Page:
There are, though, such very high levels of concern about the British economy; not just its immediate status but about its long term management under Brown - failures in economic forecasting, failures in regulation, failures in policy choice, failures in communication and trust and respect between various parts of the economic and financial administration.

Brown is a notoriously disruptive man, to put it at its best. Ill-informed meddling in reasonably smooth and efficient long term administrative structures did not start in America.

This is not just a cabinet-level, or even PLP stirring of trouble, there isn't a wholly political conspiracy or skulduggery afoot, I think Scrobs, though it is a Labour cesspit in which Brown thrives that has permitted Brown to do all this damage for so long.

Brown will always be king in the cesspit; but the mere suggestion of a secret ballot on his real levels of support among the only group immediately empowered to remove him has done its job - we all know now that he may stay where he is if he does as he is told and stops the nonsense economic stance. He's stronger 'within his party' as you say Mr Q, but his party has been sharply and narrowly redefined to the rump. And a properly social democratic Labour with eonomic and social competence is going to be presented for the election. Brown is still there because the effort to put together a decent social democratic manifesto and present it widely has been so hampered by Brown's silly behaviour the extra couple of months is sorely needed.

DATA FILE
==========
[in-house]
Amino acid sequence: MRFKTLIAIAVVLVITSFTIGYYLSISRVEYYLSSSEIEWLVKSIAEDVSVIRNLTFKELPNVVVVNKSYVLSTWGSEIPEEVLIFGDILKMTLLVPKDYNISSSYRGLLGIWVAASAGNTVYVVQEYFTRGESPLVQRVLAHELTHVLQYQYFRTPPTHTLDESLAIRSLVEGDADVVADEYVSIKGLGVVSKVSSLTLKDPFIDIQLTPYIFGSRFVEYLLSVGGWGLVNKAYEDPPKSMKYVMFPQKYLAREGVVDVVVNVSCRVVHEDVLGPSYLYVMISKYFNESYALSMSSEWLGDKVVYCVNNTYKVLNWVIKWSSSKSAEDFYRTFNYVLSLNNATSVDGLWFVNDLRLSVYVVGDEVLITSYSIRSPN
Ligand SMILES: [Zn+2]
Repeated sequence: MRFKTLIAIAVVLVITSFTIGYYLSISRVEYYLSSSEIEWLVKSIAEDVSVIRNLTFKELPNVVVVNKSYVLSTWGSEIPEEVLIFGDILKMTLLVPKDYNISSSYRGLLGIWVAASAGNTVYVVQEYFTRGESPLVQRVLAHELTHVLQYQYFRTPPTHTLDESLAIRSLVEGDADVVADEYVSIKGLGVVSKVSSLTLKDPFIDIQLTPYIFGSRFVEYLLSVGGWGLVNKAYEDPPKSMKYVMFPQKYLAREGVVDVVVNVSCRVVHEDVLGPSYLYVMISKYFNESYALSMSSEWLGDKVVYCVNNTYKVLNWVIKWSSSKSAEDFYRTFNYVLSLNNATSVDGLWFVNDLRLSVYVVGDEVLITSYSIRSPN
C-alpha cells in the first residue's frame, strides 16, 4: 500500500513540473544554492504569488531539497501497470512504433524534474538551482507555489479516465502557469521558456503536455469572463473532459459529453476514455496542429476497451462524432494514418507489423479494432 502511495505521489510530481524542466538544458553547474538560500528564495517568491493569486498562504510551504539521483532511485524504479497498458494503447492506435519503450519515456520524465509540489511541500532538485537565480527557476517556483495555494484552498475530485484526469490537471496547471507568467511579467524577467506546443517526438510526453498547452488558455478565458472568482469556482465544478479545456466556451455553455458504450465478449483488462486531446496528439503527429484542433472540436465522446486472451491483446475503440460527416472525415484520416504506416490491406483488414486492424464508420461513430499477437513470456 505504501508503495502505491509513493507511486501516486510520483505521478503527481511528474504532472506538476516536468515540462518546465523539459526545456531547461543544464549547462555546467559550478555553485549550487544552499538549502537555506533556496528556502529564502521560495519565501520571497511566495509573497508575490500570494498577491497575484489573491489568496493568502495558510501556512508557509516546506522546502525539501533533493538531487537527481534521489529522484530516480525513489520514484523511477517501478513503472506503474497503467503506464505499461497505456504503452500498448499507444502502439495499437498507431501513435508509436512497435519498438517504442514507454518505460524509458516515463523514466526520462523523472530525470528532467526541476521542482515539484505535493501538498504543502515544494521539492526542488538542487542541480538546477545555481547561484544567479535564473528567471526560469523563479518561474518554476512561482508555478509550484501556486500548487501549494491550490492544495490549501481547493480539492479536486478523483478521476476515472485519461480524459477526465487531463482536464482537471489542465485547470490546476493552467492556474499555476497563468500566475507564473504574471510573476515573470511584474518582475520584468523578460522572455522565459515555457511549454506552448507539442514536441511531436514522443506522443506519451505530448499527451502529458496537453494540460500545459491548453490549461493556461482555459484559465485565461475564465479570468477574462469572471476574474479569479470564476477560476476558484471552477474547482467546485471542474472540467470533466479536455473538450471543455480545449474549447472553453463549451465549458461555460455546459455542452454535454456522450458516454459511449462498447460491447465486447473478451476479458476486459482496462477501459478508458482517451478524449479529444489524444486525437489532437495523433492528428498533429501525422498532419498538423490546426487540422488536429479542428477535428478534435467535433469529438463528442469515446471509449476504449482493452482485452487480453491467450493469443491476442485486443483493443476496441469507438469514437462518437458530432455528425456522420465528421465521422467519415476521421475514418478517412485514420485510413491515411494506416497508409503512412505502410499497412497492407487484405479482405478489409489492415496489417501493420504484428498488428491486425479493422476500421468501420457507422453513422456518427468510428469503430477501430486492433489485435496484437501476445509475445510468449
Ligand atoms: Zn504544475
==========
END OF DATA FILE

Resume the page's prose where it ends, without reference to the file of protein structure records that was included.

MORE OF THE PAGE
Elby the Beserk said...

Oh but there's a long time to go yet. If, as the papers suggest, Balls has been sidelined, he will be incapable of not stirring it over the coming months.

With any luck, they will tear themselves to pieces. hersi

hatfield girl said...

The break up of the social democrats from the authoritarian, ex-communists and socialists, on the centre-left is going on all over Europe. The communists and socialists were rejected as an ideology and as functioning political parties when the peoples under their control tore them down from power. But then they attached themselves onto the centre left like limpets, gave themselves 'reformed' respectability, and set about installing their vile regimes all over again. That's what Brown's regime is in England and Wales, it seems to me Elby, - authoritarian socialism dressed as social democracy.

The Labour party is sullied by its socialist and communist members and fellow traveller recidivists. If they stand for social democracy rather than Christian democracy, they'd be better not to permit a democratic centralist Party and an imposed, unelected socialist leader - particularly one of such monumental and spectacular incompetence.

The Labour party needs to change its aims and its means if it is to attract the social democratic vote, and it needs to define itself as more in the interests of its country's working people and less in the interests of any notional international workers' movement or any other international interest group. As all the other social democratic movements in Europe are learning.